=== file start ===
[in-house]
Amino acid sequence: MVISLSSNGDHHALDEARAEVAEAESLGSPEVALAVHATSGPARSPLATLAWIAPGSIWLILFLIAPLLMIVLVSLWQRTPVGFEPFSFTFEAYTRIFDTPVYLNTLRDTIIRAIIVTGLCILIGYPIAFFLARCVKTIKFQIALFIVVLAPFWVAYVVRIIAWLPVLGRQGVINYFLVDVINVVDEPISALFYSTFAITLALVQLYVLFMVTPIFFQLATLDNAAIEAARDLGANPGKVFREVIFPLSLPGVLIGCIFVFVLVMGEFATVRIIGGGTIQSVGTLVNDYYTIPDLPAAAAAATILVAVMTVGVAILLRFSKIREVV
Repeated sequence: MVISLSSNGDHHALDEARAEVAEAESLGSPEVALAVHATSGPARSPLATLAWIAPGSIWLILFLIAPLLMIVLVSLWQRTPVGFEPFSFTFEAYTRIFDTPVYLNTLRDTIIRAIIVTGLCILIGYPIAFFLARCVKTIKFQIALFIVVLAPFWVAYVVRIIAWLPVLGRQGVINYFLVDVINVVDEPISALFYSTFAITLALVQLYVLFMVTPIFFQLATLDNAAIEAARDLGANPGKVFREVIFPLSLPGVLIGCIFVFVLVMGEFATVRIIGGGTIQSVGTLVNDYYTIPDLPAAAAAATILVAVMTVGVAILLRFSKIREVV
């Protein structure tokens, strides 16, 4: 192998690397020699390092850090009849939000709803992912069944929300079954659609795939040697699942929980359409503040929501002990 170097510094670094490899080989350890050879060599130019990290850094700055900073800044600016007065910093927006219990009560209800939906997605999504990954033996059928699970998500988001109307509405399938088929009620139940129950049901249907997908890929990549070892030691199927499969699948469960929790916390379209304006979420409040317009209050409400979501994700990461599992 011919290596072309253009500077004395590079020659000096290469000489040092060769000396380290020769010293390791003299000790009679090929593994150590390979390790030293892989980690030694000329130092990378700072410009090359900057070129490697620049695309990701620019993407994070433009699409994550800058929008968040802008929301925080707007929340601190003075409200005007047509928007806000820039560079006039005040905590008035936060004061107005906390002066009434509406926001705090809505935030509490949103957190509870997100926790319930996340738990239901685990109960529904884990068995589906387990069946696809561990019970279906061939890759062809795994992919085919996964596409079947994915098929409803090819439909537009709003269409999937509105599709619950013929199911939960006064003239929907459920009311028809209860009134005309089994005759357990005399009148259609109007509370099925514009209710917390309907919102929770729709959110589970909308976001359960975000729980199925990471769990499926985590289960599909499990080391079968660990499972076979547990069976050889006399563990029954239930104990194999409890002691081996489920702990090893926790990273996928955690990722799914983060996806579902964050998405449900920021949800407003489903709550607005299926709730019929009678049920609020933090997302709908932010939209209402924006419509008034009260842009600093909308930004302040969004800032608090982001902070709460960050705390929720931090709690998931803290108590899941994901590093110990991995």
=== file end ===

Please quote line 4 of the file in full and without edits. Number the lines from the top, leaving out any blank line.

């Protein structure tokens, strides 16, 4: 192998690397020699390092850090009849939000709803992912069944929300079954659609795939040697699942929980359409503040929501002990 170097510094670094490899080989350890050879060599130019990290850094700055900073800044600016007065910093927006219990009560209800939906997605999504990954033996059928699970998500988001109307509405399938088929009620139940129950049901249907997908890929990549070892030691199927499969699948469960929790916390379209304006979420409040317009209050409400979501994700990461599992 011919290596072309253009500077004395590079020659000096290469000489040092060769000396380290020769010293390791003299000790009679090929593994150590390979390790030293892989980690030694000329130092990378700072410009090359900057070129490697620049695309990701620019993407994070433009699409994550800058929008968040802008929301925080707007929340601190003075409200005007047509928007806000820039560079006039005040905590008035936060004061107005906390002066009434509406926001705090809505935030509490949103957190509870997100926790319930996340738990239901685990109960529904884990068995589906387990069946696809561990019970279906061939890759062809795994992919085919996964596409079947994915098929409803090819439909537009709003269409999937509105599709619950013929199911939960006064003239929907459920009311028809209860009134005309089994005759357990005399009148259609109007509370099925514009209710917390309907919102929770729709959110589970909308976001359960975000729980199925990471769990499926985590289960599909499990080391079968660990499972076979547990069976050889006399563990029954239930104990194999409890002691081996489920702990090893926790990273996928955690990722799914983060996806579902964050998405449900920021949800407003489903709550607005299926709730019929009678049920609020933090997302709908932010939209209402924006419509008034009260842009600093909308930004302040969004800032608090982001902070709460960050705390929720931090709690998931803290108590899941994901590093110990991995």